ISJ Index | Main Newspaper Index

Encyclopedia of Trotskyism | Marxists’ Internet Archive

International Socialism, September 1974


David Sandberg

Chile: The Gorillas Are Amongst Us


From International Socialism, No.71, September 1974, pp.29-30.
Transcribed & marked up by Einde O’Callaghan for ETOL.


Chile: The Gorillas Are Amongst Us
Helios Prieto
Pluto Press, 50p

THROUGHOUT its brief period in office, the Popular Unity government claimed it was making ‘irreversible’ changes in Chilean society. The role of the state had been transformed with the ‘socialisation’ of large areas of industry and the elimination of landholdings over 80 hectares (150 acres). The nationalisation of the copper mines had placed in the hands of the state a massive surplus which had previously left the country.

Yet it is remarkable how little Popular Unity deviated from the tasks laid down for it in 1970 by the bourgeois majority in Congress. In return for the confirmation of Allende as President, Popular Unity undertook to preserve the mechanism of the bourgeois state, its laws and instruments of repression, intact in the hands of the bourgeoisie.

Further than this, the ‘victory’ of Popular Unity in 1970 had been an expression of the deep crisis of capitalism in Chile. The Christian Democrat President Frei’s ‘Revolution in Freedom’ had failed to lead to capitalist prosperity and national economic ‘independence’ for the bourgeoisie. Meanwhile the consciousness and confidence of the workers, spurred on by the rhetoric of the ‘left’, grew rapidly.

By 1970 there were two clear economic alternatives: a direct attack on the standard of living of the workers to boost profits still further in the hope of producing investment, or a ‘controlled expansion of the domestic demand’ to provide a more fertile ‘market’ for investment.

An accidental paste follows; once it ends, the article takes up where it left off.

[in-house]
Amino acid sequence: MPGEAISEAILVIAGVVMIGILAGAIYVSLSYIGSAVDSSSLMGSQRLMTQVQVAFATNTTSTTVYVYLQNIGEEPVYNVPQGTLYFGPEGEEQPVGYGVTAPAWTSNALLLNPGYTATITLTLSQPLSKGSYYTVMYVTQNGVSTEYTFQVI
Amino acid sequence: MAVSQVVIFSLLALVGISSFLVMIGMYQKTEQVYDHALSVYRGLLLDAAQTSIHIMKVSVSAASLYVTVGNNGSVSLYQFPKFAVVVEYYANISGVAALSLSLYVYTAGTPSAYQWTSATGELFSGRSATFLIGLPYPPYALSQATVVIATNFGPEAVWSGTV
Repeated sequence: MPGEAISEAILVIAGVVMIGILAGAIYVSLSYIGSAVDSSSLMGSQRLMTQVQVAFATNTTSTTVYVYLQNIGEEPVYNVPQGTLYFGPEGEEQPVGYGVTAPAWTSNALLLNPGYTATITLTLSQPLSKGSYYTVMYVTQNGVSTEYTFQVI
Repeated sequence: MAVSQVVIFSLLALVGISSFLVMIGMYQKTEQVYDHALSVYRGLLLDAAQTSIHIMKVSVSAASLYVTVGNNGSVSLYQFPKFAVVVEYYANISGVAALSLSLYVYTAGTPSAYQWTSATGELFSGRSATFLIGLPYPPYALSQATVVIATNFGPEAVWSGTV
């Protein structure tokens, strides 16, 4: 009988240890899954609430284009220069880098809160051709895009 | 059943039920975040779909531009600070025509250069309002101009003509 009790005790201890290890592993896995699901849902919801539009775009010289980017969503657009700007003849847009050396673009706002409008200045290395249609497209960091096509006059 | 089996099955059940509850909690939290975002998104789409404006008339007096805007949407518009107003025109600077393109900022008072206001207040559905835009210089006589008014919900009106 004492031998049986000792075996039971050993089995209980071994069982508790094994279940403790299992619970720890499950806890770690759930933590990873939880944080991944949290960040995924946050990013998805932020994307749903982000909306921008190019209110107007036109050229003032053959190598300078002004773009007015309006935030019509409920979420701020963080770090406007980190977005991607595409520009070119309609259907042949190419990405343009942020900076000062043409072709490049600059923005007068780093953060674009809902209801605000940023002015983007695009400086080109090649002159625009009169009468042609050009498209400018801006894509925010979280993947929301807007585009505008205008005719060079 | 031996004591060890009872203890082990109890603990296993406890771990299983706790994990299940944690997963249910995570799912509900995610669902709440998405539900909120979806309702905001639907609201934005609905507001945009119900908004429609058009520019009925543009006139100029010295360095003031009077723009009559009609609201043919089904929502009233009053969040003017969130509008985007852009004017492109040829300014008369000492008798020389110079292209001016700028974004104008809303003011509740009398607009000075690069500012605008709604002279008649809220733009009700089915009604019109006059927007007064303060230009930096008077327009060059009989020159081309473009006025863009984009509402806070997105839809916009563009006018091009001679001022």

Politically, the former required the unfettered repression of Chile’s comparatively strong working-class organisations, while the latter required the strict control of a sudden advance in working-class incomes to ensure that it was ‘once and for all’. In 1970 the reaction in Chile was militarily unprepared for the repression. It was rejected as too risky. As a result, a small but significant part of the petty bourgeoisie were prepared to back a Popular Unity government, thereby giving Allende electoral victory. At the same time, preparations for the repression in the long-term could go ahead unmolested.

But the reaction in Chile could hardly have anticipated in its wildest dreams the extent to which Popular Unity would crush the confidence of the workers in just three short years. Even its ultimately cynical attempt to arm workers, intended merely to frighten the bourgeoisie, succeeded only in increasing the savagery of the repression.

In Prieto’s new book, workers in this country will for the first time have an honest, highly readable, detailed and satisfying account of the last gasp of the Popular Unity government and the first terrible days of the repression. We find, for instance, that Communist Party members were instructed to carry their party cards so as not to be confused with the ‘ultra left’, and were then forced to eat them by the military. An apt comment on the value of a Communist Party card. There could, indeed, be no better manner in which to mark the first year of repression in Chile than to digest and act upon the contents of this book.

But the ‘lessons’ of Chile are not bound up exclusively in the dangers of the ‘parliamentary road’, though they follow on from them. For despite the grip of reformism on the Chilean workers, the degree of their independent activity was considerable. The pace of Popular Unity’s feeble agrarian reform, borrowed from the Christian Democrats, was doubled by the independent seizure of land. ‘Socialisation’ took place as often as not in recognition of a fact already established by the workers in individual factories and industries. These requisitioned factories frequently formed the basis of organisations known as industrial ‘cordones’ which linked factories by localities to organise production and fulfil other immediate needs of the workers.

The study which analyses this activity, its structure and political content in detail has as yet unfortunately, still to be written. Indeed, we must rely on a brief translator’s note to inform us on the structure and purpose of the ‘cordones’.

This lack reflects, in some ways, the remarkable fact that despite the extent of this independent activity, there was no political organisation in Chile either willing or able to develop it into a revolutionary force. Almost incredibly, there was no organisation capable of operating effectively in the vanguard of the industrial proletariat